Barrick Gold Corp. (TSX:ABX)(NYSE:ABX) has been a fabulous destroyer of investor wealth for years. The stock is down more than 50% in the past 12 months, off 80% over the past five years, and down more than 65% in the last 15 years. With that kind of track record, why would anyone in his or her right mind even consider buying the stock?

Let’s take a look at Barrick and find out.

Restructuring progress

Barrick is undergoing a major restructuring program designed to bring the company back to its roots of being a lean and nimble mining company. At the outset, very few analysts believed management could pull it off, but Barrick is making good progress in a very difficult market, and contrarian types are starting to take notice.

In the Q2 earnings statement Barrick said it is on track to cut $50 million in general and administration expenses by the end of 2015, up from the earlier target of $30 million. For 2016, the company is now targeting $90 million in annualized savings, up from $70 million.

On the capital expenditure side, Barrick reduced spending by $240 million in Q2 and by $300 million for the first six months of the year.

Balance sheet concerns

The operational cost cuts sound good, but they have to be put into context. Barrick’s big challenge is getting its massive debt load paid down to a point where it can survive in a weak-commodity environment.

Barrick started 2015 with US$13 billion in long-term debt. Management is trying to get that reduced by $3 billion by the end of 2015, and it looks like they might actually pull it off.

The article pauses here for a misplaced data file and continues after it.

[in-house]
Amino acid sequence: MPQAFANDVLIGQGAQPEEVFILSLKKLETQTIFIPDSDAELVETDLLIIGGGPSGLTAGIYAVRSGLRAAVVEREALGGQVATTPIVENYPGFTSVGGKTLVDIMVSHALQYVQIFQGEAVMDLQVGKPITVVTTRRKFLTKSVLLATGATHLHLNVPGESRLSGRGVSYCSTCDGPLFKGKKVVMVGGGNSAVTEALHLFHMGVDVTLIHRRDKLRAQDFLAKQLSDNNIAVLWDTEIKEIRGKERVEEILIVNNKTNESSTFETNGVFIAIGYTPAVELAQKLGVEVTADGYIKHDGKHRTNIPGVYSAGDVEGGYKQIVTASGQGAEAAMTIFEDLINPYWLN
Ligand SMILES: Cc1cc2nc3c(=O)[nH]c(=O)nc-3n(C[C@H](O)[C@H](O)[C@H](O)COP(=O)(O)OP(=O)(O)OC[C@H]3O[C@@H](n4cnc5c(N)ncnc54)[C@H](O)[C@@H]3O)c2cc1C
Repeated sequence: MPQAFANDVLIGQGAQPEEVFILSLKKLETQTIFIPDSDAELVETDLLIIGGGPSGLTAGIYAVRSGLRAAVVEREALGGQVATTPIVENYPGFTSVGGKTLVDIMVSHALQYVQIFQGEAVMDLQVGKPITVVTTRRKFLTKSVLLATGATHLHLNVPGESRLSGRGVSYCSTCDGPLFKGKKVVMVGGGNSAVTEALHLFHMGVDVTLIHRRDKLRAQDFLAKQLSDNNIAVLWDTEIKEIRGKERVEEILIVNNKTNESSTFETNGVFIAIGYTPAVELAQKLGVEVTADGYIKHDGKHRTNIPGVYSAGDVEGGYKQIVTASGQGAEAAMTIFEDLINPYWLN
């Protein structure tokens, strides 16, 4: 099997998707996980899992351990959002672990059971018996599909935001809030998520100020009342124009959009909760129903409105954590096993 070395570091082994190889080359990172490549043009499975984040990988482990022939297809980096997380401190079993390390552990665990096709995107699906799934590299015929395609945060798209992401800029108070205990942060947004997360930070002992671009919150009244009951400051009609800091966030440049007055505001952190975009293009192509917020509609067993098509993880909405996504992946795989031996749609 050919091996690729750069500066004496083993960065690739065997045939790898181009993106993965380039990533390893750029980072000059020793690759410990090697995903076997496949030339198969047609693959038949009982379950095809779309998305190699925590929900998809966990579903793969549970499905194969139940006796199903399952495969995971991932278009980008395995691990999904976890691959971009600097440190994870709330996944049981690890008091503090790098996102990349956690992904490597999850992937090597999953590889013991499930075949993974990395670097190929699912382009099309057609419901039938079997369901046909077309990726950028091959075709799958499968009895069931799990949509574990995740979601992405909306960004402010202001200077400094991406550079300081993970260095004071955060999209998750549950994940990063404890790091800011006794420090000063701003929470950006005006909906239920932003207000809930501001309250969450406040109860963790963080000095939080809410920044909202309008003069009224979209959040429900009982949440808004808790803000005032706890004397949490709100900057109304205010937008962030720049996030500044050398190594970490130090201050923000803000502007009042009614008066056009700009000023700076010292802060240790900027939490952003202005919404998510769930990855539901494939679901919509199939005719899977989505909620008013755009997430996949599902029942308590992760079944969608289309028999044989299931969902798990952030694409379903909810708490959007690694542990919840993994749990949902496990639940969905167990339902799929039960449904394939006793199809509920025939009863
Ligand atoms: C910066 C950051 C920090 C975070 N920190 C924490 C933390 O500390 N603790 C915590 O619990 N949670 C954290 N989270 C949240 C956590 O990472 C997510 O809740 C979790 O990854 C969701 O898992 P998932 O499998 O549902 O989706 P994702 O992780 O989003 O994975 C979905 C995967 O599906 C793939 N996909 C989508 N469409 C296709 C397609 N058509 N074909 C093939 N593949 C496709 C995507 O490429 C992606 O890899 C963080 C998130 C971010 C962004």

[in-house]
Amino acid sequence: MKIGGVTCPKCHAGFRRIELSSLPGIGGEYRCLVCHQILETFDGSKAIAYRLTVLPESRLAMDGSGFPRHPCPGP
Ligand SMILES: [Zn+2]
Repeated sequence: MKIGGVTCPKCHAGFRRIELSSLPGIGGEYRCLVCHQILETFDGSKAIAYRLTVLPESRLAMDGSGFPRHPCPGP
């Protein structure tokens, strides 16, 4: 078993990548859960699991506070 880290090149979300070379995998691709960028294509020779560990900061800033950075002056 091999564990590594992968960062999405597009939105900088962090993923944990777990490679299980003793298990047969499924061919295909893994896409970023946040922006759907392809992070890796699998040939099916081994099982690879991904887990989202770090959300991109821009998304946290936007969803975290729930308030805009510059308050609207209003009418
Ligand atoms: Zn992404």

As of the Q2 report, Barrick had already reduced the debt load by $2.45 billion through streaming deals, asset sales, and joint ventures. The company also used $250 million in cash to lower the obligations. This puts the total reductions for the year at $2.7 billion, and there are still divestitures that could happen before year-end to get the company to its target.

That still leaves a staggering debt load, but the company is moving in the right direction.

Barrick finished the second quarter with $2.1 billion in cash on hand and had access to $4 billion in credit facilities, so it has some firepower at its disposal.

Operating efficiency

All-in sustaining costs are expected to be US$840-880 per ounce for 2015, down from the original guidance of $860-895. That’s pretty good when compared with most of its peers, but not great if gold has further to fall.

Should you buy Barrick?

Management is making good progress, but the company is still at the mercy of the bullion market. If gold prices do not recover meaningfully in the next couple of years, the company could be in trouble.

Having said that, gold bulls might want to consider taking a small position. The stock has sold off so heavily that any jump in gold prices should send the shares soaring.

Barrick still looks risky. Buy this turnaround stock instead!

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Fool contributor Andrew Walker owns shares of Barrick Gold.